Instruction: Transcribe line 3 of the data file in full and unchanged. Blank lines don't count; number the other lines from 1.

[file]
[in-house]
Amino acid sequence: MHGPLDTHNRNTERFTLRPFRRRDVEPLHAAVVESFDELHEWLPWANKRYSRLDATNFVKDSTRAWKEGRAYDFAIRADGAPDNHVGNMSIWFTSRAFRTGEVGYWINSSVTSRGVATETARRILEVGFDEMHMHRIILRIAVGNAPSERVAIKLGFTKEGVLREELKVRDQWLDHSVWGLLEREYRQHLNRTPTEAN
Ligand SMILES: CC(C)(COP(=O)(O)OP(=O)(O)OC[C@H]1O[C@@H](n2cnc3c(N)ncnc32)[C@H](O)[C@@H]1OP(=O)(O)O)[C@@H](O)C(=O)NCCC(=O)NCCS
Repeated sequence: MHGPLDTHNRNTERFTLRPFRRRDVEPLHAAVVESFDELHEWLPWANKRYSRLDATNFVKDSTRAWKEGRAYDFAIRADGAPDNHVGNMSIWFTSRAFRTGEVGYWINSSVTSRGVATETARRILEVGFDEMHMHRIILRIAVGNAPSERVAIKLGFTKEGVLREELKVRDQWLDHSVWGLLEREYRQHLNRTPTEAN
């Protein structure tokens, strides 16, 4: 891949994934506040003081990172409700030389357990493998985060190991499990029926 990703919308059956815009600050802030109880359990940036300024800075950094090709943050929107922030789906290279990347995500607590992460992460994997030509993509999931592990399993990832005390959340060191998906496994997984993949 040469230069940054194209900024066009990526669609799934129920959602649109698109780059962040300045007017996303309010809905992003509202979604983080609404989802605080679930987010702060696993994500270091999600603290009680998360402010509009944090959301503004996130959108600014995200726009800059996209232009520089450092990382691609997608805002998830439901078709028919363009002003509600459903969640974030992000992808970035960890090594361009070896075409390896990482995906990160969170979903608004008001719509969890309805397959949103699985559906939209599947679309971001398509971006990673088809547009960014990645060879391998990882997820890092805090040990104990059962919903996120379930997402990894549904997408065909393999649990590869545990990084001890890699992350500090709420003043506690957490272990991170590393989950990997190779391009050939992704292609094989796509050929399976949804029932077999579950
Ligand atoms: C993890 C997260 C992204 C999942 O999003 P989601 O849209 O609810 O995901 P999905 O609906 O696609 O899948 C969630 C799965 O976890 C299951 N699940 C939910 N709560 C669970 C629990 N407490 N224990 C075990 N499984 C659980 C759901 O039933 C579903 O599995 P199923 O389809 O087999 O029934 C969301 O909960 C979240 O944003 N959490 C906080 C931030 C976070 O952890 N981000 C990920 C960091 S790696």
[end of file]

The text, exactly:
Ligand SMILES: CC(C)(COP(=O)(O)OP(=O)(O)OC[C@H]1O[C@@H](n2cnc3c(N)ncnc32)[C@H](O)[C@@H]1OP(=O)(O)O)[C@@H](O)C(=O)NCCC(=O)NCCS